From: Dictionary of American Naval Fighting Ships, Vol. V, p 364


A city on the east bank of the Hudson River, 65 miles north of New York City.

(PF-26: dp. 1,430; 1. 304' b. 37'6''; dr. 12'; s. 20k.; cpl. 180; a. 3 3'', 6 40mm., 9 20mm., 8 dcp., 2 det.; cl. Tacoma; T.S2-S2-AQ1)

Poughkeepsie (PF-26), a frigate, was laid down for the Maritime Commission 3 June 1943 by Walter Butler Shipbuilders, Inc., Superior, Wisc.; launched 12 August 1943; sponsored by Mrs. Frank M. Doran; and transferred to the Navy and commissioned 6 September 1944, Comdr. Q. M. Greeley, USCG, in command.

After shakedown off Bermuda, Poughkeepsie called at the Philadelphia Naval Shipyard for post shakedown availability 29 October through 31 January 1945. During February and March, she made one convoy escort run to Guantanamo Bay, Cuba. Then after ASW training in the New London Operating Area at the end of March, she commenced ASW patrols and convoy escort duties along the east coast, operating between New York and Norfolk through 3 July 1945.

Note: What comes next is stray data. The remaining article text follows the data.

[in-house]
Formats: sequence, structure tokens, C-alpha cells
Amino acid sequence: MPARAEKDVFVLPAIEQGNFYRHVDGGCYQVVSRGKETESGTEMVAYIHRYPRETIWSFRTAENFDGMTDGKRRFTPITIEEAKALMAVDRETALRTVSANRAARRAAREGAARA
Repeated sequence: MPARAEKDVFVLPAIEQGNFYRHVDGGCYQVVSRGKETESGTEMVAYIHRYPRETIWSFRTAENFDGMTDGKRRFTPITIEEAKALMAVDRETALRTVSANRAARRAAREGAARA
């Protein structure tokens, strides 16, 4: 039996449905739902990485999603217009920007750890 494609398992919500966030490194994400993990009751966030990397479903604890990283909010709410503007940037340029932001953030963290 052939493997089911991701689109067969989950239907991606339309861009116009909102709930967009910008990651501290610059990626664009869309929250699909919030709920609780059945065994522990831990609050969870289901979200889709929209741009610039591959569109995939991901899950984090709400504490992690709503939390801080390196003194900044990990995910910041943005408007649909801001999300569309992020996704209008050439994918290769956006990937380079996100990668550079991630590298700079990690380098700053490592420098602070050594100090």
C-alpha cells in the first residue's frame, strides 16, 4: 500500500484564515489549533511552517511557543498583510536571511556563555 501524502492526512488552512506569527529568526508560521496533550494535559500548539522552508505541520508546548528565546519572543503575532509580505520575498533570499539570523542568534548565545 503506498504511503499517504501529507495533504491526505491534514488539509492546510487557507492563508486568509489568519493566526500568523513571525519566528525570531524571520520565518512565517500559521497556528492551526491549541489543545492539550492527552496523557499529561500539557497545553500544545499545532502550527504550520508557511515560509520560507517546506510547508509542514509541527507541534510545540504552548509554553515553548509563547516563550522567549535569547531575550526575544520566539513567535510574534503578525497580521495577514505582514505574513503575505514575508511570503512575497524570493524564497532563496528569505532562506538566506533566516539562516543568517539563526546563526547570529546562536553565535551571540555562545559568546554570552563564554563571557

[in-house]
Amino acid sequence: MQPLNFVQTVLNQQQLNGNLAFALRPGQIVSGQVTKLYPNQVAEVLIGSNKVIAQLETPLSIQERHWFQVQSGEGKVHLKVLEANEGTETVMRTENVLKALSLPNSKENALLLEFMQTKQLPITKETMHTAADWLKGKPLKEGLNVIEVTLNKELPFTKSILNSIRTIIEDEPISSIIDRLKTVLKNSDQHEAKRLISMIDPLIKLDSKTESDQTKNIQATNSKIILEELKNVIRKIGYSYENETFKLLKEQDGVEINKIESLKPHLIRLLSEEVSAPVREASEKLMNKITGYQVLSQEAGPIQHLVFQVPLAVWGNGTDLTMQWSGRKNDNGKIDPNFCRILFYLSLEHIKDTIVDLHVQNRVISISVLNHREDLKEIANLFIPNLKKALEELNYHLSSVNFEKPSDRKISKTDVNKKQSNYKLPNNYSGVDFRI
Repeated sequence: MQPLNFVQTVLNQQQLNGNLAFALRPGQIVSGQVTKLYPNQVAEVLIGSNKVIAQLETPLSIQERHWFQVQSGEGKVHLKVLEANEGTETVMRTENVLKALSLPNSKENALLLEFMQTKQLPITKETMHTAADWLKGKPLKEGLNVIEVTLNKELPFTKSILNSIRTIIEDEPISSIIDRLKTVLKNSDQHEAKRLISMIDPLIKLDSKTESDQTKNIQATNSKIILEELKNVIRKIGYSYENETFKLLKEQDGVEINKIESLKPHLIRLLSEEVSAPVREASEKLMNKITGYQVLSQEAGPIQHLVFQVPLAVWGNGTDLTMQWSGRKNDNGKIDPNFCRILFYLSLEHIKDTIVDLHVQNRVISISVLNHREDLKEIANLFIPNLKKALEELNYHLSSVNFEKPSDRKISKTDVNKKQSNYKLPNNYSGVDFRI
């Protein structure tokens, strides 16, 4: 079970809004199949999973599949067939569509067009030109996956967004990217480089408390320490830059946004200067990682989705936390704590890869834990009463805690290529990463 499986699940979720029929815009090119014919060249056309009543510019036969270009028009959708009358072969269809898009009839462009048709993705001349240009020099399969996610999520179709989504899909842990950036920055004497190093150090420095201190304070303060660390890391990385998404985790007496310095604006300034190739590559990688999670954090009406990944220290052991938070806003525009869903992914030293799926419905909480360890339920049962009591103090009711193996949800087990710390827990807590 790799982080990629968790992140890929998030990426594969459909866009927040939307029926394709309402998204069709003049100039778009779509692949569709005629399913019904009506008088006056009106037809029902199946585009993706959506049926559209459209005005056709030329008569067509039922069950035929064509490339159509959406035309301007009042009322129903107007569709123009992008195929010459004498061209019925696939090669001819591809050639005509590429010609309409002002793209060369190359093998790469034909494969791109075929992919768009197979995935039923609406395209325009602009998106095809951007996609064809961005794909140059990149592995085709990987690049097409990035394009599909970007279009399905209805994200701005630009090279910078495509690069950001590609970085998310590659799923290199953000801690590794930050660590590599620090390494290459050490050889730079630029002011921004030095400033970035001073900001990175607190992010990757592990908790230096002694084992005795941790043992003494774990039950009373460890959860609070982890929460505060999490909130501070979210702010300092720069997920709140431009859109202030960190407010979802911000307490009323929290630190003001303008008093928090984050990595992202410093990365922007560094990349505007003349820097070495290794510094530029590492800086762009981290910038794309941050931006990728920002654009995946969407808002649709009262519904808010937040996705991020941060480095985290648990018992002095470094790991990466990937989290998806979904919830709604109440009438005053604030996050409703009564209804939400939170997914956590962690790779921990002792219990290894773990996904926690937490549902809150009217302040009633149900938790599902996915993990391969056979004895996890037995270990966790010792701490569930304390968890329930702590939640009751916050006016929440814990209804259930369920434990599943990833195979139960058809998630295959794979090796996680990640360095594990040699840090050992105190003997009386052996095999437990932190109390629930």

Standing out of New York Harbor 9 July, the frigate transited the Panama Canal, reported to Commander, Pacific Fleet for duty, and put in at Seattle, Wash, to prepare for transfer to the Soviet Union. Leased to the Soviets 2 October 1945, she served under the Red flag until 31 October 1949, when she was returned to the United States at Yokosuka, Japan.

Poughkeepsie remained at Yokosuka in an inactive status until nominated for transfer to SCAJAP 23 March 1951 for weather patrol duties. Transferred on loan to Japan 14 January 1953, the frigate was renamed Momi and commenced operations under the Japanese flag. Struck from the Naval Vessel Register 1 December 1961, she was transferred to the Japanese outright on 28 August 1962. Decommissioned on 1 April 1965, she was used as a nonoperable dockside training ship until early 1969 when she was transferred to South Korea for cannibalization.